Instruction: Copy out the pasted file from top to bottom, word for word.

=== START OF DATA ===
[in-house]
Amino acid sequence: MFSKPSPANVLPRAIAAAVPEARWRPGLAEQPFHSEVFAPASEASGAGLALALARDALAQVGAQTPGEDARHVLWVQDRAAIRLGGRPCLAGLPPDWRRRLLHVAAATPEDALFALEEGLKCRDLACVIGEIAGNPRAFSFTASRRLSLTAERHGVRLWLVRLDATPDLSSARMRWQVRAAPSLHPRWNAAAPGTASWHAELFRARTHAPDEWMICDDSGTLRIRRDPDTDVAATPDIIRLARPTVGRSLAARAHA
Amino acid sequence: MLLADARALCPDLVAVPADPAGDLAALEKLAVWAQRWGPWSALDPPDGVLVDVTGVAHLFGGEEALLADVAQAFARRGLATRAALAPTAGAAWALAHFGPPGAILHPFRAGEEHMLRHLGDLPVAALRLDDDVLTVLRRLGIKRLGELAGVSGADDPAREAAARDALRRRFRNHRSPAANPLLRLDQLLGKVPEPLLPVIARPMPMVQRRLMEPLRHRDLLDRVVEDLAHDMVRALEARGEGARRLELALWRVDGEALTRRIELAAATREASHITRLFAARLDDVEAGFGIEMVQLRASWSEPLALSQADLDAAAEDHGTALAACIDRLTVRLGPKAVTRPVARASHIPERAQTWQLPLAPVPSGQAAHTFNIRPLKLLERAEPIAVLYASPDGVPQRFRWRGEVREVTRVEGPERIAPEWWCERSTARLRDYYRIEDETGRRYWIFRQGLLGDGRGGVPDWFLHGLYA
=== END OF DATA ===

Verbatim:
[in-house]
Amino acid sequence: MFSKPSPANVLPRAIAAAVPEARWRPGLAEQPFHSEVFAPASEASGAGLALALARDALAQVGAQTPGEDARHVLWVQDRAAIRLGGRPCLAGLPPDWRRRLLHVAAATPEDALFALEEGLKCRDLACVIGEIAGNPRAFSFTASRRLSLTAERHGVRLWLVRLDATPDLSSARMRWQVRAAPSLHPRWNAAAPGTASWHAELFRARTHAPDEWMICDDSGTLRIRRDPDTDVAATPDIIRLARPTVGRSLAARAHA
Amino acid sequence: MLLADARALCPDLVAVPADPAGDLAALEKLAVWAQRWGPWSALDPPDGVLVDVTGVAHLFGGEEALLADVAQAFARRGLATRAALAPTAGAAWALAHFGPPGAILHPFRAGEEHMLRHLGDLPVAALRLDDDVLTVLRRLGIKRLGELAGVSGADDPAREAAARDALRRRFRNHRSPAANPLLRLDQLLGKVPEPLLPVIARPMPMVQRRLMEPLRHRDLLDRVVEDLAHDMVRALEARGEGARRLELALWRVDGEALTRRIELAAATREASHITRLFAARLDDVEAGFGIEMVQLRASWSEPLALSQADLDAAAEDHGTALAACIDRLTVRLGPKAVTRPVARASHIPERAQTWQLPLAPVPSGQAAHTFNIRPLKLLERAEPIAVLYASPDGVPQRFRWRGEVREVTRVEGPERIAPEWWCERSTARLRDYYRIEDETGRRYWIFRQGLLGDGRGGVPDWFLHGLYA